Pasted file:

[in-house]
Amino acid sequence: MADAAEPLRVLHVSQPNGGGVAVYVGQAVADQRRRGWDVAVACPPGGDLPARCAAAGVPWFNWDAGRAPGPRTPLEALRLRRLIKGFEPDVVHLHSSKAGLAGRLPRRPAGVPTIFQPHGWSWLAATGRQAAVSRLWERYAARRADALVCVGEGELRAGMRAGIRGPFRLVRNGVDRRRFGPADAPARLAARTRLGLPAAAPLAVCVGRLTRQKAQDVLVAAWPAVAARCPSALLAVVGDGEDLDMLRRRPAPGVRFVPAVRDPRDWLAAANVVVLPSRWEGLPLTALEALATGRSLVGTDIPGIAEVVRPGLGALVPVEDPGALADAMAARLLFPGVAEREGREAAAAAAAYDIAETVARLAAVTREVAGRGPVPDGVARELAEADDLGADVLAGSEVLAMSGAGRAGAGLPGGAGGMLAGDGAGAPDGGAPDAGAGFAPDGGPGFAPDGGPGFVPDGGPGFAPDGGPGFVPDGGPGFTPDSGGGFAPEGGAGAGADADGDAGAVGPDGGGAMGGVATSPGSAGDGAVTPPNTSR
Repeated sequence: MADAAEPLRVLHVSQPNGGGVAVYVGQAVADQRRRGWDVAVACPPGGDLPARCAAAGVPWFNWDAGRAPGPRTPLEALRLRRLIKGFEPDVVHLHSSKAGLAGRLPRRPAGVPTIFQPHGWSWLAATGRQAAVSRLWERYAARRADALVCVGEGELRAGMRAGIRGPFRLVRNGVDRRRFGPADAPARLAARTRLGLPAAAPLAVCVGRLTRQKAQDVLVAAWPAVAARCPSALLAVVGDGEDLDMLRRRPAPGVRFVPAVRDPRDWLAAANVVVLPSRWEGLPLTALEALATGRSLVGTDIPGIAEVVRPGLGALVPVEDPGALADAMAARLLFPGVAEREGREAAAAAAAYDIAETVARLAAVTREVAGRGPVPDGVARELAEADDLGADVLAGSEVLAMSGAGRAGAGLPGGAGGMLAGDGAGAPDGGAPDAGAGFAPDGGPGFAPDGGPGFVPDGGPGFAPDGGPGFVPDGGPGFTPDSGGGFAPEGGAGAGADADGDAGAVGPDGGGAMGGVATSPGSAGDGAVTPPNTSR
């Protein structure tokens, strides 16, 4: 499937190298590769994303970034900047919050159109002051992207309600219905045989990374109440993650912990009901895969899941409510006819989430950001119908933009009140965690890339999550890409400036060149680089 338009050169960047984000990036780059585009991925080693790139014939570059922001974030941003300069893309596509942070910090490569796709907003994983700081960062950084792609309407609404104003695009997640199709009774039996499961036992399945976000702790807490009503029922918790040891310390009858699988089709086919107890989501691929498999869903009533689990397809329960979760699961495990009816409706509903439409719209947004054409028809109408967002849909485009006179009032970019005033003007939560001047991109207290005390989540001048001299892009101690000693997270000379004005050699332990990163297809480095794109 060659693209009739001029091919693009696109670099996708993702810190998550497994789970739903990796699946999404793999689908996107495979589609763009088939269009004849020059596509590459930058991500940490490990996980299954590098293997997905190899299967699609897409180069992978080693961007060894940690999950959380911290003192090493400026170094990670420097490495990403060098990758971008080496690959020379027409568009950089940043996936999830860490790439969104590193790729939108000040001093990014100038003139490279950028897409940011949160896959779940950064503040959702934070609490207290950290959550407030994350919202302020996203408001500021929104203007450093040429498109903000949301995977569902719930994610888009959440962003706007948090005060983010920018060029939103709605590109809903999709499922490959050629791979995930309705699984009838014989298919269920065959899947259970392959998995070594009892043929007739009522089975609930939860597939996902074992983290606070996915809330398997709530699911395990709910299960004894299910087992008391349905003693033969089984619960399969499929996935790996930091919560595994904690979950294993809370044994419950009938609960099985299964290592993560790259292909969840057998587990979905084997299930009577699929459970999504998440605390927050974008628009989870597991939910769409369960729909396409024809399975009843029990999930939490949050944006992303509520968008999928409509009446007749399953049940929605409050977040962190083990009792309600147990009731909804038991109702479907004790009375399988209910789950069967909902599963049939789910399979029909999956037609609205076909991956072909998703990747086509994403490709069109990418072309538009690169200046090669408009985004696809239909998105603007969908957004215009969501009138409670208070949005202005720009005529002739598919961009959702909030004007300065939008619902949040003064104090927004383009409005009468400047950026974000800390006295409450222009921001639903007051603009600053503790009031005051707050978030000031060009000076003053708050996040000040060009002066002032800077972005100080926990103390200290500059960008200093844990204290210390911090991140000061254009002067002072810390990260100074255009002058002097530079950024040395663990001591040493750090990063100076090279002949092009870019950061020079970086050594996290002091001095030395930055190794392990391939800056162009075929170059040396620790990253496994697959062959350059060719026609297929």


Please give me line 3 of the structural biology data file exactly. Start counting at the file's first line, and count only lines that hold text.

Repeated sequence: MADAAEPLRVLHVSQPNGGGVAVYVGQAVADQRRRGWDVAVACPPGGDLPARCAAAGVPWFNWDAGRAPGPRTPLEALRLRRLIKGFEPDVVHLHSSKAGLAGRLPRRPAGVPTIFQPHGWSWLAATGRQAAVSRLWERYAARRADALVCVGEGELRAGMRAGIRGPFRLVRNGVDRRRFGPADAPARLAARTRLGLPAAAPLAVCVGRLTRQKAQDVLVAAWPAVAARCPSALLAVVGDGEDLDMLRRRPAPGVRFVPAVRDPRDWLAAANVVVLPSRWEGLPLTALEALATGRSLVGTDIPGIAEVVRPGLGALVPVEDPGALADAMAARLLFPGVAEREGREAAAAAAAYDIAETVARLAAVTREVAGRGPVPDGVARELAEADDLGADVLAGSEVLAMSGAGRAGAGLPGGAGGMLAGDGAGAPDGGAPDAGAGFAPDGGPGFAPDGGPGFVPDGGPGFAPDGGPGFVPDGGPGFTPDSGGGFAPEGGAGAGADADGDAGAVGPDGGGAMGGVATSPGSAGDGAVTPPNTSR